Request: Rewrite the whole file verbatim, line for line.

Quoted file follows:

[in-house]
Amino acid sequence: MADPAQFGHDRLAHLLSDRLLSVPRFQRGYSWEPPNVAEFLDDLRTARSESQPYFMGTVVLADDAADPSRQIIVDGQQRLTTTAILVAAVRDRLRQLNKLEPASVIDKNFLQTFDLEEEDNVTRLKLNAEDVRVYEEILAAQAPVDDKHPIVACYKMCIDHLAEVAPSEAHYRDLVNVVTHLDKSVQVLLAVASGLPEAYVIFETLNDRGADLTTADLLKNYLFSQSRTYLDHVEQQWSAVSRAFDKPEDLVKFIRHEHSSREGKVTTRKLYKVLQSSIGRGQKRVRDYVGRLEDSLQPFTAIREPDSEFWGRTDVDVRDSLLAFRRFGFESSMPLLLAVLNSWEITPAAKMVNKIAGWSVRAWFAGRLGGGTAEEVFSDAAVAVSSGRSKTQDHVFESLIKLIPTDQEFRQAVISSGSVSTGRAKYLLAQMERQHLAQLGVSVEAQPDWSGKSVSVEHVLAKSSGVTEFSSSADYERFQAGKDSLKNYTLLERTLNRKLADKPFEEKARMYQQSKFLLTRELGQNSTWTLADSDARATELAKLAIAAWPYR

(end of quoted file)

[in-house]
Amino acid sequence: MADPAQFGHDRLAHLLSDRLLSVPRFQRGYSWEPPNVAEFLDDLRTARSESQPYFMGTVVLADDAADPSRQIIVDGQQRLTTTAILVAAVRDRLRQLNKLEPASVIDKNFLQTFDLEEEDNVTRLKLNAEDVRVYEEILAAQAPVDDKHPIVACYKMCIDHLAEVAPSEAHYRDLVNVVTHLDKSVQVLLAVASGLPEAYVIFETLNDRGADLTTADLLKNYLFSQSRTYLDHVEQQWSAVSRAFDKPEDLVKFIRHEHSSREGKVTTRKLYKVLQSSIGRGQKRVRDYVGRLEDSLQPFTAIREPDSEFWGRTDVDVRDSLLAFRRFGFESSMPLLLAVLNSWEITPAAKMVNKIAGWSVRAWFAGRLGGGTAEEVFSDAAVAVSSGRSKTQDHVFESLIKLIPTDQEFRQAVISSGSVSTGRAKYLLAQMERQHLAQLGVSVEAQPDWSGKSVSVEHVLAKSSGVTEFSSSADYERFQAGKDSLKNYTLLERTLNRKLADKPFEEKARMYQQSKFLLTRELGQNSTWTLADSDARATELAKLAIAAWPYR